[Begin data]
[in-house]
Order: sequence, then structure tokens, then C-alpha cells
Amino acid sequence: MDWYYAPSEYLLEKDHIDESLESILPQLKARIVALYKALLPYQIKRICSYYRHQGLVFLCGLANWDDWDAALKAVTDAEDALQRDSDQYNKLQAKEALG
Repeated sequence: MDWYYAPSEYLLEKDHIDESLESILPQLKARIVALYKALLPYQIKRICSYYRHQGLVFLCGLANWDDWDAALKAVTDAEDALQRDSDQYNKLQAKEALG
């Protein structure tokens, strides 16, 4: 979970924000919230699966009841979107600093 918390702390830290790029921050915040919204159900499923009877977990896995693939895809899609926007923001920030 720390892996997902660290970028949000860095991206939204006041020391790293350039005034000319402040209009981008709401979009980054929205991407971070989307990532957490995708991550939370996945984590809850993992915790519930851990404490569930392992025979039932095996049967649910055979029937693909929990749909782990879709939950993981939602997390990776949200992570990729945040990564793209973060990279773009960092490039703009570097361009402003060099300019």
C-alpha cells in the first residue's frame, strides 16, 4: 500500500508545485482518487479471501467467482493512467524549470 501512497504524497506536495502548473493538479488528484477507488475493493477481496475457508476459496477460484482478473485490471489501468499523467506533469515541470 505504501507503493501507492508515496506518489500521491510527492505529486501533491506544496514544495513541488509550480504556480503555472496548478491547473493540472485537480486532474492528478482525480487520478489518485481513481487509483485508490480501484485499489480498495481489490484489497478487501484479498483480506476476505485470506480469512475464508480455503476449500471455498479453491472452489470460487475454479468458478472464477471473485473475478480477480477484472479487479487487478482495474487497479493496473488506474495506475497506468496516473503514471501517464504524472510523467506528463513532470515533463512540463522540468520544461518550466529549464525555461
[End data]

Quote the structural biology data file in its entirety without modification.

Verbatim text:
[in-house]
Order: sequence, then structure tokens, then C-alpha cells
Amino acid sequence: MDWYYAPSEYLLEKDHIDESLESILPQLKARIVALYKALLPYQIKRICSYYRHQGLVFLCGLANWDDWDAALKAVTDAEDALQRDSDQYNKLQAKEALG
Repeated sequence: MDWYYAPSEYLLEKDHIDESLESILPQLKARIVALYKALLPYQIKRICSYYRHQGLVFLCGLANWDDWDAALKAVTDAEDALQRDSDQYNKLQAKEALG
């Protein structure tokens, strides 16, 4: 979970924000919230699966009841979107600093 918390702390830290790029921050915040919204159900499923009877977990896995693939895809899609926007923001920030 720390892996997902660290970028949000860095991206939204006041020391790293350039005034000319402040209009981008709401979009980054929205991407971070989307990532957490995708991550939370996945984590809850993992915790519930851990404490569930392992025979039932095996049967649910055979029937693909929990749909782990879709939950993981939602997390990776949200992570990729945040990564793209973060990279773009960092490039703009570097361009402003060099300019």
C-alpha cells in the first residue's frame, strides 16, 4: 500500500508545485482518487479471501467467482493512467524549470 501512497504524497506536495502548473493538479488528484477507488475493493477481496475457508476459496477460484482478473485490471489501468499523467506533469515541470 505504501507503493501507492508515496506518489500521491510527492505529486501533491506544496514544495513541488509550480504556480503555472496548478491547473493540472485537480486532474492528478482525480487520478489518485481513481487509483485508490480501484485499489480498495481489490484489497478487501484479498483480506476476505485470506480469512475464508480455503476449500471455498479453491472452489470460487475454479468458478472464477471473485473475478480477480477484472479487479487487478482495474487497479493496473488506474495506475497506468496516473503514471501517464504524472510523467506528463513532470515533463512540463522540468520544461518550466529549464525555461